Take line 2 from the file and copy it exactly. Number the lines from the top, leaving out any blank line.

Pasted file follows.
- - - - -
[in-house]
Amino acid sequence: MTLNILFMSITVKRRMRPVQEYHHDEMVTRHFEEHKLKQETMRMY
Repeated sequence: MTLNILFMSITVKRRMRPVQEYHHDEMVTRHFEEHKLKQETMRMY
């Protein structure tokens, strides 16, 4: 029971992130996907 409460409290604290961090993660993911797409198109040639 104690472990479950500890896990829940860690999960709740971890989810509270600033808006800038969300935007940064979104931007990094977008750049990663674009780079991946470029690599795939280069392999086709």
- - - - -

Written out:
Amino acid sequence: MTLNILFMSITVKRRMRPVQEYHHDEMVTRHFEEHKLKQETMRMY